Seminar: A LCA of UBC Buildings: Are Newer Buildings Really Greener than Older Buildings?

Stephan Storey120110








By Stefan Storey, PhD Candidate
Thursday, January 31, 2013, 1 – 2 pm
Policy Lab, CIRS building, 2260 West Mall.


Stefan will be presenting recent research work on the life cycle performance of LEED versus conventional buildings at UBC. Life cycle data shows how buildings, built over the last 90 years, reveal surprising trends in the evolution of the campus building stock in terms of embodied impacts. The recent construction of the CIRS building used over 600m3 of wood in the main structure. This design innovation has reversed a decades- old trend of increasing construction emissions by returning to the use of wood, hence using the past to inform the present. In contrast to embodied impacts, the operational performance of buildings has changed relatively little over 90 years. Recently constructed buildings at UBC, including LEED Gold certified, do not always operate more efficiently than older buildings.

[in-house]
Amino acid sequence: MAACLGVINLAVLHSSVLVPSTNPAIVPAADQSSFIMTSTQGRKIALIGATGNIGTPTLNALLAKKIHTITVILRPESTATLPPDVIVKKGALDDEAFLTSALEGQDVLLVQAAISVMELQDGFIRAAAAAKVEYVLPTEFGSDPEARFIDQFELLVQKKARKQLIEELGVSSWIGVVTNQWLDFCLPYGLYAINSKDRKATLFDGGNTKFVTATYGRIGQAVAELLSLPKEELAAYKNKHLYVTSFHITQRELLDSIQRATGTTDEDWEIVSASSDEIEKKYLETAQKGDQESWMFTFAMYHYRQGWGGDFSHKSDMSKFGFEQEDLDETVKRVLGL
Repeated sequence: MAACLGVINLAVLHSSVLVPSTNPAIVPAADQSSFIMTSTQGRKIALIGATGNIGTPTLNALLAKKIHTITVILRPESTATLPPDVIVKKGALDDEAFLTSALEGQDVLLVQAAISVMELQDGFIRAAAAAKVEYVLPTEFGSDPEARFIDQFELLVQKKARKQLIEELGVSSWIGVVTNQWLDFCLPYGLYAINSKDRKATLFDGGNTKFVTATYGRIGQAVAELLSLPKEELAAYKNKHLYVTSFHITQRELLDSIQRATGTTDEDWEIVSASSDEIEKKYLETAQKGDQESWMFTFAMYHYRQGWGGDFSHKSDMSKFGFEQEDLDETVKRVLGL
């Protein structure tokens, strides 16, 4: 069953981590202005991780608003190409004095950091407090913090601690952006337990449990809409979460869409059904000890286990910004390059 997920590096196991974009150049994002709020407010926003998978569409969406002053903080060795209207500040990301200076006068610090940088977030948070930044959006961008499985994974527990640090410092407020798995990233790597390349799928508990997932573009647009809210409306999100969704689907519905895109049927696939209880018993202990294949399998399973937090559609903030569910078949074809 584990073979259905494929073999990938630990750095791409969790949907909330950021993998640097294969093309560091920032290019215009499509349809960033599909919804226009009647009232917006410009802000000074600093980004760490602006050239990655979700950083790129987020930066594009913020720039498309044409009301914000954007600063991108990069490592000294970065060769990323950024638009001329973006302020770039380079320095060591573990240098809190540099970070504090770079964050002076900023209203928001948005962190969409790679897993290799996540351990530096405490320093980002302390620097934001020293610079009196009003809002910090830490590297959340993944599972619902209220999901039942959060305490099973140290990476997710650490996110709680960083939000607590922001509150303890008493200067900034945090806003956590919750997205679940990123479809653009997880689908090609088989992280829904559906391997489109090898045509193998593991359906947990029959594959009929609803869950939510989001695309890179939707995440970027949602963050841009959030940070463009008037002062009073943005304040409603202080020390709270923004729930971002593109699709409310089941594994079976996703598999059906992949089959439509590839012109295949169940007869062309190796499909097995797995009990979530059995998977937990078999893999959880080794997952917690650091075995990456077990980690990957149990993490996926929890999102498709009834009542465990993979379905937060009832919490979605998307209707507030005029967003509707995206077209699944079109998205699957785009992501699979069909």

Stefan Storey is a PhD student at the Institute of Resources, Environment and Sustainability, where he is collaborating with the UBC Sustainability Office along with research architects at Perkins+Will. He is co-founder of the LCA Alliance, an life cycle advocacy group at UBC Vancouver campus. Recently, Stefan joined the UBC Sustainable Building Science Program, an interdisciplinary training program where he continues his work on life cycle assessment methods to quantify the financial and environmental impacts of commercial buildings.